Sometimes the comments on the back of the postcards can be quite intriguing. On turning over a photo of Vesta Tilley we find a message from Ernest to Miss Eva Cooper in Dublin, sent from Glasgow in 1906. It says ‘we broke all previous records here yesterday. Had two of the biggest houses we ever had. Had a postcard from Holmes and one from Quigley...’ This sounds like music hall or theatre performances. Was Vesta Tilley involved? Was the postcard from Sherlock Holmes? The realms of fantasy are endless. Whatever the answers, it’s a wonderful photo.
Ernest’s card of Vesta Tilley
Then, as now, there were avid collectors of postcards but no short-cuts to finding that elusive special card. Nelly writes in 1906 apologising to her aunt, Mrs Thoruley in Bolton, as she can’t get the Vesta Tilley card she wants but instead sends one of Vesta with a cigar in the uniform of a soldier. Annie sends a card from West Hartlepool to Miss Turner to say it is the only one she can get of Vesta Tilley, this time holding a cigarette dressed as a young man about town. In 1905 Charlie is pleased to be able to send a card of Vesta at all as he has had to try several shops before being able to get it.
According to Norah in 1906 Hetty King has rather a nice face and Miss Greenhalgh of Southport receives a card from GS which says, ‘I believe you like sailors?’ This is written on the back of a card showing Hetty as a pipe-smoking sailor.
Hetty King – for anyone who likes sailors
Bert also sends a card of Hetty the sailor to Aggie in 1907. It is rather touching as he writes, ‘you may expect me home on Fryday (sic). The boat leaves here at 9 o’clock but we don’t know what time we will get to Nottingham.’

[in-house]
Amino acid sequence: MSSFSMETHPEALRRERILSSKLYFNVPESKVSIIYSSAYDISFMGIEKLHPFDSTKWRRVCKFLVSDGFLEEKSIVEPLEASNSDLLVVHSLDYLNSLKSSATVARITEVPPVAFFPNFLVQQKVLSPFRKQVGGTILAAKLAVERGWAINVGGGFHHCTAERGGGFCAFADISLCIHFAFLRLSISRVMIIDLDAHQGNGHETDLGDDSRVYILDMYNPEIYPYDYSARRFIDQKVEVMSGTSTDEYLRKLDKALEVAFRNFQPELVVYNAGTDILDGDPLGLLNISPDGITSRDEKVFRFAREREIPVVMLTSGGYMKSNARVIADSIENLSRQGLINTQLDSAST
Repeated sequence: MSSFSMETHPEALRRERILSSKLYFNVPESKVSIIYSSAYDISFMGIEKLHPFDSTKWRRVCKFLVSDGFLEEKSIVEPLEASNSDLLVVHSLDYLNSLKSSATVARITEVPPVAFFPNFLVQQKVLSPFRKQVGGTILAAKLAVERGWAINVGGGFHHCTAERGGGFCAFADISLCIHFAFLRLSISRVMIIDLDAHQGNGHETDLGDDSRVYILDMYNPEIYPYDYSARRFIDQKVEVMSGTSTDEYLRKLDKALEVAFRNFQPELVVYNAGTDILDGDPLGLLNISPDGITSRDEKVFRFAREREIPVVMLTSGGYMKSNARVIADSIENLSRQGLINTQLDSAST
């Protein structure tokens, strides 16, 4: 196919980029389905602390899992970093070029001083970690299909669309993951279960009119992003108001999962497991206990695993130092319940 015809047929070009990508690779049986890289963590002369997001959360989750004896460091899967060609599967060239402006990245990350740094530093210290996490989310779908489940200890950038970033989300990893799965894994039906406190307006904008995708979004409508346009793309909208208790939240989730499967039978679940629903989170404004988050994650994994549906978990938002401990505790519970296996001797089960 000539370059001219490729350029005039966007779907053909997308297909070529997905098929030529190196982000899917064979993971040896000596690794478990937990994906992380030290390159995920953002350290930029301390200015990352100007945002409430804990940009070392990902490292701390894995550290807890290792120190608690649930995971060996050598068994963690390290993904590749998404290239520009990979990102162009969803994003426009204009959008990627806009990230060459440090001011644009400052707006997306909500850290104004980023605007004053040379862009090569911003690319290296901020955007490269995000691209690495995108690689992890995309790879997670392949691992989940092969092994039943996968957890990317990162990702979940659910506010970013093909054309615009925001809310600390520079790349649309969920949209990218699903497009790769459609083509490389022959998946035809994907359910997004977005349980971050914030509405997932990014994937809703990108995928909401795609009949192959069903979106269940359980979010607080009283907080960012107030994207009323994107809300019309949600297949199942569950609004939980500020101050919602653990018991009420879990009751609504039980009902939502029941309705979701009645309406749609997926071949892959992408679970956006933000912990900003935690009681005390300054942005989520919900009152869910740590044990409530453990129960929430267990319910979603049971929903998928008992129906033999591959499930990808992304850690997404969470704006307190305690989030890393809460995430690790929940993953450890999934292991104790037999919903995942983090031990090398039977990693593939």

The card writers often apologise for their poor writing, explaining it is a ‘wretched pen‘ or they are writing while standing-up. Experience of trying to decipher these messages has taught me that handwriting was as varied then as it is now and was by no means an art form which has now been lost. I have a few cards sent to Seddon Cox Esq from Babs which are in mirror writing. They all feature Gabrielle Ray and Miss Craske and Babs remarks on the sauciness of the card shown here. I’ve included the back of the card as well for translation by the keener among you. Click on it and you should get an enlarged picture.
Gabrielle Ray and Miss Craske
Performers used their own publicity postcards to communicate with boarding-houses and arrange meetings up and down the country. The Kebbles sent a card from Southport to Edward Stream telling him they will travel overnight to Edinburgh and asking him to call on them at their lodgings at Mrs Shaw’s.
The Kebbles card sent to Edward Stream
Madeline Rossiter thanks Mrs Brown ‘in haste’ for sending on a handkerchief and Ruby Rowe asks God to bless Mr & Mrs Stream in 1921. Miss Effie Fellows ‘the one and only perfect boy’ uses her postcard to tell us she is the ‘one and only male impersonator who has dared to visit Scotland Yard, London, England in male attire without being discovered. She has repeated this stunt in every large city throughout the universe.’
Effie Fellows – the one and only Perfect Boy
Last, but not least, is Phyllis Broughton who was a Gaiety Girl and appeared on the theatre and music hall stage. She addressed and stamped cards of performers to herself and asked them to sign and return them. I have a Vesta Tilley card and one of Sybil Arundale, an actress and star of pantomime and musicals, with Phyllis’s address on the back.
An example of Phyllis Broughton’s self-addressed postcards
Phyllis Broughton was at one time engaged to a colliery owner, John Hedley, but sent him a telegram to break off the engagement when she received a marriage proposal from the heir to Earl Cowley. The heir subsequently jilted her so she sued him for breach of promise, winning the case and a substantial sum of money. John Hedley had built a house for Phyllis and he kept this empty but in good repair as a shrine to her. It is said he sent her a basket of fruit and flowers from the garden every week. When he died he left most of his estate to Phyllis but she had pre-deceased him. The house became a home for distressed actors and actresses.